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Observing the Sky Solar System Satellites Navy Research Resources

Solar System: The Moon - Phases of the Moon

The Moon shines by reflecting the Sun's light--just like all the other bodies in our solar system except for the Sun itself. And just like those other bodies, one half of the Moon is always lit by the Sun. The Moon seems to change its shape over the course of a month because our view from Earth lets us see a different amount of that sunlit half every day. You can keep track of the Sun's changing phases by watching it rise about one hour later each day.


New Moon: when the Moon is between the Earth and Sun, and we cannot see it at all. Occasionally, the Sun, and Moon, Earth, will line up and the Moon will block our view of the Sun, creating a solar eclipse. Usually, the Moon is several degrees off from the Sun, so it passes above or below our line of sight and does not block our view.

Waxing Crescent: as the Moon moves away from the Sun, we begin to see a sliver of its sunlit side. The crescent Moon rises just after the Sun, and follows it across the sky through the day, setting not long after the Sun. The word "to wax" means to increase in size.

First Quarter: when we see half of the Moon's face, we are seeing one quarter of the entire sphere. This phase also marks the end of the Moon's first week in its four-week journey around the Earth (if we count the New Moon phase as a starting point). Therefore this phase marks the first quarter of the Moon's orbit. On a clear day, the half Moon is easy to see in the sky, rising in the East when the Sun is high over head.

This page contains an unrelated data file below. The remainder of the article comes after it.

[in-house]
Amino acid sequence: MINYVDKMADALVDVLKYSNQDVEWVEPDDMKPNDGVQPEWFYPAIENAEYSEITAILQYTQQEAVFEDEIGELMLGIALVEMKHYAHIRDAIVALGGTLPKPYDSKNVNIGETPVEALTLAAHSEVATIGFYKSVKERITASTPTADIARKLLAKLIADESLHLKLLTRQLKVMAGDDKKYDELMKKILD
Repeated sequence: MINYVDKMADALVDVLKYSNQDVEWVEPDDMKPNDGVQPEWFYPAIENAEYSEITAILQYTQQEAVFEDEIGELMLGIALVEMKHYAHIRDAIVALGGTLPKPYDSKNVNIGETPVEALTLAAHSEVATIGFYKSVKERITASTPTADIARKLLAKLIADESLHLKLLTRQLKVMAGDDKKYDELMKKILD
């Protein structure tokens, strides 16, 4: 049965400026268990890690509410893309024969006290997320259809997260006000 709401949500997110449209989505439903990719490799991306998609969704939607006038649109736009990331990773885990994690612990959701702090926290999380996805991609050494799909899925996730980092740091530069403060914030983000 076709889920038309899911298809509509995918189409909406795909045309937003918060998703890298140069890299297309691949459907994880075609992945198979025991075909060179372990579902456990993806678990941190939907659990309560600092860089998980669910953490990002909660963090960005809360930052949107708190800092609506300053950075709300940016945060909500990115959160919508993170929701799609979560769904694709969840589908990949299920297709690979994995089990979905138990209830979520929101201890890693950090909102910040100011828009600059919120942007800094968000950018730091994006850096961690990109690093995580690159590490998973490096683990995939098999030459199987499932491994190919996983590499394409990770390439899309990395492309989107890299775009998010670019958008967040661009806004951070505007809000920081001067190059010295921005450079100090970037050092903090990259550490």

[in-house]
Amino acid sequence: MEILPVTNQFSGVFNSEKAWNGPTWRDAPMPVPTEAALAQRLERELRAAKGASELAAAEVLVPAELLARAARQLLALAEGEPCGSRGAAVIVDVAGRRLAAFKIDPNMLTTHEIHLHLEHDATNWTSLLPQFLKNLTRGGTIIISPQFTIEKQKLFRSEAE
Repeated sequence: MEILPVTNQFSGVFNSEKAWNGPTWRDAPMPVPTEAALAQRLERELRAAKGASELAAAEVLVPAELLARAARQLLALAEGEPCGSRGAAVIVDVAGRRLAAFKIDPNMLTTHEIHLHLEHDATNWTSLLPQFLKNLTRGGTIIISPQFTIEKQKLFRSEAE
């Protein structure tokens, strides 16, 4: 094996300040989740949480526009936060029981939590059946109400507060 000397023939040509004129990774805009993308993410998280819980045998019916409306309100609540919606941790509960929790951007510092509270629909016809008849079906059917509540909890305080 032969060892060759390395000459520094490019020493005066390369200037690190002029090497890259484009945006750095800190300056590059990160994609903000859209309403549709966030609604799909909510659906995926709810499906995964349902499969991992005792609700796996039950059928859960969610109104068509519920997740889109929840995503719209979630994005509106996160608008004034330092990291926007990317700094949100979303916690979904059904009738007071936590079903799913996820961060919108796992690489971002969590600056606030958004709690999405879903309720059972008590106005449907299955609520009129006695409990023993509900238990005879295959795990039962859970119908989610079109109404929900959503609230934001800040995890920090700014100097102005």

Waxing Gibbous: this phase follows the half moon, when the visible Moon's shape is hard to describe.

Full Moon: when the Moon lies opposite the Earth from the Sun, we can see the entire half that is illuminated by the Sun. Sometimes, the Moon will pass through the Earth's shadow and we can witness a lunar eclipse. The full moon rises as the Sun sets, and will set when the Sun rises.

Waning Gibbous: as the Moon moves on its journey back toward the Sun, we see less and less of its sunlit side. "To wane" means to decrease in size.

Last Quarter: now we see the quarter of the Moon that was in shadow during the first quarter phase.

Waning Crescent: as the Moon completes its orbit, and dwindles each night, it nears the Sun again, but this time from the West. You can look for the crescent Moon rising just before the Sun.

The Moon, Sun, and planets seem to travel along a common pathway across our sky, called the ecliptic. Therefore, you will sometimes see the planets Venus and Mercury shining brightly in the evening or morning skies, right near the crescent Moon.


Sometimes, you can even see the Moon reflecting light that has already bounced off the Earth. Look for this "earthsine" during the crescent moon phase or a lunar eclipse--when the Moon moves into the Earth's shadow.



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